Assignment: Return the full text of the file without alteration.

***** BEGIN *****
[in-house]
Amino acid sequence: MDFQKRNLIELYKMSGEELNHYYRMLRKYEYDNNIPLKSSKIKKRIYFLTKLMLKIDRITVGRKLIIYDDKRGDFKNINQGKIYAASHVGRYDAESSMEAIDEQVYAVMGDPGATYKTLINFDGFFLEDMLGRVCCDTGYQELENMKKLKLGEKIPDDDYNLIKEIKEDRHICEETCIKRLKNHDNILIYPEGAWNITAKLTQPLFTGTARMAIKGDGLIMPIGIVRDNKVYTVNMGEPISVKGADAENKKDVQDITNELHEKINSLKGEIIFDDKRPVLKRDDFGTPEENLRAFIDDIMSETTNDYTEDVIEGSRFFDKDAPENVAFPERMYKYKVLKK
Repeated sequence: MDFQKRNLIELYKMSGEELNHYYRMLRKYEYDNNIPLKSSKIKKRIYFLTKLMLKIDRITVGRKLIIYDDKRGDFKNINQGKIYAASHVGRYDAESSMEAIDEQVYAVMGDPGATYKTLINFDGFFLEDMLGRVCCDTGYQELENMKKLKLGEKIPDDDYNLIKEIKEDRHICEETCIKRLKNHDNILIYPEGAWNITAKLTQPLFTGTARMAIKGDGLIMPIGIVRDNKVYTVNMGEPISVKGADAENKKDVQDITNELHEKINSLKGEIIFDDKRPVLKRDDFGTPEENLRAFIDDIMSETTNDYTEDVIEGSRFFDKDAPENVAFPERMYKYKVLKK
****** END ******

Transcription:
[in-house]
Amino acid sequence: MDFQKRNLIELYKMSGEELNHYYRMLRKYEYDNNIPLKSSKIKKRIYFLTKLMLKIDRITVGRKLIIYDDKRGDFKNINQGKIYAASHVGRYDAESSMEAIDEQVYAVMGDPGATYKTLINFDGFFLEDMLGRVCCDTGYQELENMKKLKLGEKIPDDDYNLIKEIKEDRHICEETCIKRLKNHDNILIYPEGAWNITAKLTQPLFTGTARMAIKGDGLIMPIGIVRDNKVYTVNMGEPISVKGADAENKKDVQDITNELHEKINSLKGEIIFDDKRPVLKRDDFGTPEENLRAFIDDIMSETTNDYTEDVIEGSRFFDKDAPENVAFPERMYKYKVLKK
Repeated sequence: MDFQKRNLIELYKMSGEELNHYYRMLRKYEYDNNIPLKSSKIKKRIYFLTKLMLKIDRITVGRKLIIYDDKRGDFKNINQGKIYAASHVGRYDAESSMEAIDEQVYAVMGDPGATYKTLINFDGFFLEDMLGRVCCDTGYQELENMKKLKLGEKIPDDDYNLIKEIKEDRHICEETCIKRLKNHDNILIYPEGAWNITAKLTQPLFTGTARMAIKGDGLIMPIGIVRDNKVYTVNMGEPISVKGADAENKKDVQDITNELHEKINSLKGEIIFDDKRPVLKRDDFGTPEENLRAFIDDIMSETTNDYTEDVIEGSRFFDKDAPENVAFPERMYKYKVLKK